Marketing is a continuous work in progress. As you take new approaches to appeal to your customers and increase your sales you will find that some ideas work wonderfully, and some others leave quite a bit of room for improvement. We have gathered a list of some of the most common mistakes to avoid, to make your marketing efforts more focused and fruitful:
1) Not having a clear marketing strategy
When you’re promoting your product or service, be clear on the following:
– Your landscape: Who are your customers? Who is your competition? What avenues for delivering your product or service are available? What are your assets and your challenges?
– Your marketing channels: What marketing types (social media, B2B or Business to Business, promotional, mobile, etc.) are suitable for your business and customers’ needs?
– Your objectives: What are your goals? What key performance indicators (KPIs) are you using to measure your marketing success?
– Your marketing budget: How much are you able to spend on marketing in total? How much of it will you be spending on each marketing type you decide to do? How will you calculate your ROI?
2) Not proofreading your content
Poor grammar and spelling can be detrimental to your marketing efforts. According to a survey conducted by Global Lingo, out of 1,029 UK adults who were interviewed about their online habits, 74% stated that they take note of a website’s spelling and grammar, 59% wouldn’t do business with a company with obvious spelling and grammar mistakes in its site, and 82% wouldn’t trust a website that didn’t translate its content into English properly with their information. Make sure you proofread every single piece of written communication your company makes, to maintain your image and credibility.
3) Not marketing at all
In the good old days word of mouth would do the job, but with a global marketplace booming with startups and constantly-evolving marketing avenues, your business needs to jump on the advertisement wagon. In Australia, according to a 2015-2016 survey of over 440 B2B (Business to business) marketers, 57% of their marketing budget would be allocated towards tactics like digital marketing, content development and marketing automation. A booming marketing area is social media, where 64% said they either created or published online blogs and content. The survey found LinkedIn to be the most popular social platform for Australian B2B marketers, with 86% of respondents actively using the site.
4) Not measuring up to your promises
Research conducted by the ESCP Europe Business School found that customers assess an organization’s intention and ability to keep their promises at a rational and emotional level; by identifying guarantees and reliability in their word, as well as behaviors from staff members that make them feel valued and supported in technical or quality issues they may encounter. It comes down to their ability to predict your actions as you advertise them, and trust in your front line employees.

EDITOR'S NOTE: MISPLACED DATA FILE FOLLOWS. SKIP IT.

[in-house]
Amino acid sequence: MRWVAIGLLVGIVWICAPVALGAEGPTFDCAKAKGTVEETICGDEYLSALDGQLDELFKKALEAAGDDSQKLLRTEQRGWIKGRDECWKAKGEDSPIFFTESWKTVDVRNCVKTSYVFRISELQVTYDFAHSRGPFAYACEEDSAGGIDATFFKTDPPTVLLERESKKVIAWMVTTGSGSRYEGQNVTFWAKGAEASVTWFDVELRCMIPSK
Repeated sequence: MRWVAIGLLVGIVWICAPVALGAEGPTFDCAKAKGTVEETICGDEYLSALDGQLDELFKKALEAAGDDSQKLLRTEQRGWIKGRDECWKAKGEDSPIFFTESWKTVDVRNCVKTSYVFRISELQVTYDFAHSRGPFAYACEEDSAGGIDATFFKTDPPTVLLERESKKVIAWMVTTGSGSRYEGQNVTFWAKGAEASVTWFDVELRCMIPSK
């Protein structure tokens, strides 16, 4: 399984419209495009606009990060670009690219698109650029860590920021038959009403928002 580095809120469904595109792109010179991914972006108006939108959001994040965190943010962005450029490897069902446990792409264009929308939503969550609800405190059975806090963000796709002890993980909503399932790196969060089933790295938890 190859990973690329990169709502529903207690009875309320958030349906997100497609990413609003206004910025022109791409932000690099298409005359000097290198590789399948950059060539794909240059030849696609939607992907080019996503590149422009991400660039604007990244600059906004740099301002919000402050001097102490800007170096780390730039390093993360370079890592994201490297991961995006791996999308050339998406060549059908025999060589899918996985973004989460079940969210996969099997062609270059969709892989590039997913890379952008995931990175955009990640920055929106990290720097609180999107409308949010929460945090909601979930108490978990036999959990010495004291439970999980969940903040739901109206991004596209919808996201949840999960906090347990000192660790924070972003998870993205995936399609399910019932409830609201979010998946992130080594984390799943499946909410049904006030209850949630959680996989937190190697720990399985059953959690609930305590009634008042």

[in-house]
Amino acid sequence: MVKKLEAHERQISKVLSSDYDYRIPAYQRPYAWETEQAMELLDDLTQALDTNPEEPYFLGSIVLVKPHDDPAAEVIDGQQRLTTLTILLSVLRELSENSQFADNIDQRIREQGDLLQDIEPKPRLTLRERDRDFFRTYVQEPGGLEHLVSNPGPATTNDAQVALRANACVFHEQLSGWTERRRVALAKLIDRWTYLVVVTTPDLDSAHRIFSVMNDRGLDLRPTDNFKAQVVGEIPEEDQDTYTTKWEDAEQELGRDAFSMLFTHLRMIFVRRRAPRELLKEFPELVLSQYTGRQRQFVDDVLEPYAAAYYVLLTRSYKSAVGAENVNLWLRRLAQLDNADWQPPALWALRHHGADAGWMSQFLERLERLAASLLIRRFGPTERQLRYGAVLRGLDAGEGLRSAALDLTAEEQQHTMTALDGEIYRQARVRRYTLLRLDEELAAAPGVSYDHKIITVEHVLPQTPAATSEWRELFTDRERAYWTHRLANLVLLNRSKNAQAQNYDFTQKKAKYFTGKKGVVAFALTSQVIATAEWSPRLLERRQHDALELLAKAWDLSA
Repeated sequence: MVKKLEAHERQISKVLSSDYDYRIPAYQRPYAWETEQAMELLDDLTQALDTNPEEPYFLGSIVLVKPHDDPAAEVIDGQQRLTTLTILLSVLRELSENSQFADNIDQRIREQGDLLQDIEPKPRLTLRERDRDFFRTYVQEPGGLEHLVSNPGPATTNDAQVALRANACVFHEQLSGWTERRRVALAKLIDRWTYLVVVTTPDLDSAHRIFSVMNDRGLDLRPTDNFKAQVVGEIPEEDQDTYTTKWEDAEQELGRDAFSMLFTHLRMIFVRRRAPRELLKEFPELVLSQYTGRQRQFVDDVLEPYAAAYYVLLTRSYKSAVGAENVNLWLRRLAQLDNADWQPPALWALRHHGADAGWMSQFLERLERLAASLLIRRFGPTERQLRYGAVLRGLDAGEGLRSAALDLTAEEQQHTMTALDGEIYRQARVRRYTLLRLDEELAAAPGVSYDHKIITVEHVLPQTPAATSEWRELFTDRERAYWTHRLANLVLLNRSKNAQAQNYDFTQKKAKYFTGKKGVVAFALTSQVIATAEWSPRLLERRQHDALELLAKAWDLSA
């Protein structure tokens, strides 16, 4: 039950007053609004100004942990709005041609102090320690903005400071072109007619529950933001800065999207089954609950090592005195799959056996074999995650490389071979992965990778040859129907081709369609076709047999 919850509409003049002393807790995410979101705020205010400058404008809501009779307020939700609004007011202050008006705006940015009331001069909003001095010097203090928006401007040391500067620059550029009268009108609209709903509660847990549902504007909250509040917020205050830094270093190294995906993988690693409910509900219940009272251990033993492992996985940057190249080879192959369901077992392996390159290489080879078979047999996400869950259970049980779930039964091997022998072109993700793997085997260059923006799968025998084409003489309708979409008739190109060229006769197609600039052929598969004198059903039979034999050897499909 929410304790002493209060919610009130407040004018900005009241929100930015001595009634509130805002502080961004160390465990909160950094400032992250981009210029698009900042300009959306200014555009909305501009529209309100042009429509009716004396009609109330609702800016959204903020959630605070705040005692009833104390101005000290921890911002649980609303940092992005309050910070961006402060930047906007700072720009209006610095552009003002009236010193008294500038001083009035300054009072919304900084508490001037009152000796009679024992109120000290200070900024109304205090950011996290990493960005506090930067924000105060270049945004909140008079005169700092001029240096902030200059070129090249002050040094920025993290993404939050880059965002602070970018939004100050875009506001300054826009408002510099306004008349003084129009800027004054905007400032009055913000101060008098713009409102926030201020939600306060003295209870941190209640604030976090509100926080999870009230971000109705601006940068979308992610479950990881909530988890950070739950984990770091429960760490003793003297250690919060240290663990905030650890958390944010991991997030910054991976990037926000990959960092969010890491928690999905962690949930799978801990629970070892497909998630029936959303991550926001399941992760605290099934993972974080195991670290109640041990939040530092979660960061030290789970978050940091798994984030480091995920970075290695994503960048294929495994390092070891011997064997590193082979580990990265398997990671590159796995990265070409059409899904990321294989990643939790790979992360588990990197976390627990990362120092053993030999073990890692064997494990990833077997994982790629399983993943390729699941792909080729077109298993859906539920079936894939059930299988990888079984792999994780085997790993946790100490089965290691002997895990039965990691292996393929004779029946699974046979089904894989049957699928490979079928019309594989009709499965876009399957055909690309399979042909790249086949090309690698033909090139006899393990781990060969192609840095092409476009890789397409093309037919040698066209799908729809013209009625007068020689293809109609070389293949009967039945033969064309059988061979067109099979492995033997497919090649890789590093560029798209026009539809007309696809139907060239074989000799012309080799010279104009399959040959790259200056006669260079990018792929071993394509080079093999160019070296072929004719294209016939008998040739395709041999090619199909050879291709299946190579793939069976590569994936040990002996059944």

Set yourself up for success by making promises in your advertisement that you can actually keep. Offer a good value proposition, and make sure that you can fulfill this proposition with integrity. If you advertise the best customer service, have your employees in the front line align with this promise. Have your product reflect everything that you advertise to have.
5) Ignoring happy customers
Happy customers are an invaluable asset, and their voice is a powerful force in your business; when a customer is satisfied, you have an opportunity to use their experience to encourage potential customers to convert, and strengthen your reputation. The WikiJob case study exemplifies the impact of testimonials of happy customers displayed on a website: WikiJob made a small, yet significant change to their layout, by moving 3 very simple, yet positive testimonials from the bottom of their page to a higher position. As a result, the business saw a 34% conversion rate increase.
Acknowledge your customers beyond their purchase and maintain the relationship by communicating with them through email, social media, newsletters, mailings and offering them special offers. Strengthening the bond may lead to more sales and profits in the long term, as found by a study by the Harvard Business Review that sought to quantify customer satisfaction and its impact on revenue. In transaction-based businesses, customers who had the best past experiences were found to spend 140% more compared to those who had the poorest past experience. In subscription-based businesses, a member who reported having the best past customer experiences had a 74% chance of remaining a member for at least another year.
Create a space in your marketing where the voice of your happy customers can be heard, and you may reap outstanding benefits. The WikiJob case study exemplifies the impact of testimonials of happy customers displayed on a website: WikiJob made a small, yet significant change to their layout, by moving 3 very simple, yet positive testimonials from the bottom of their page to a higher position. As a result, the business saw a 34% conversion rate increase.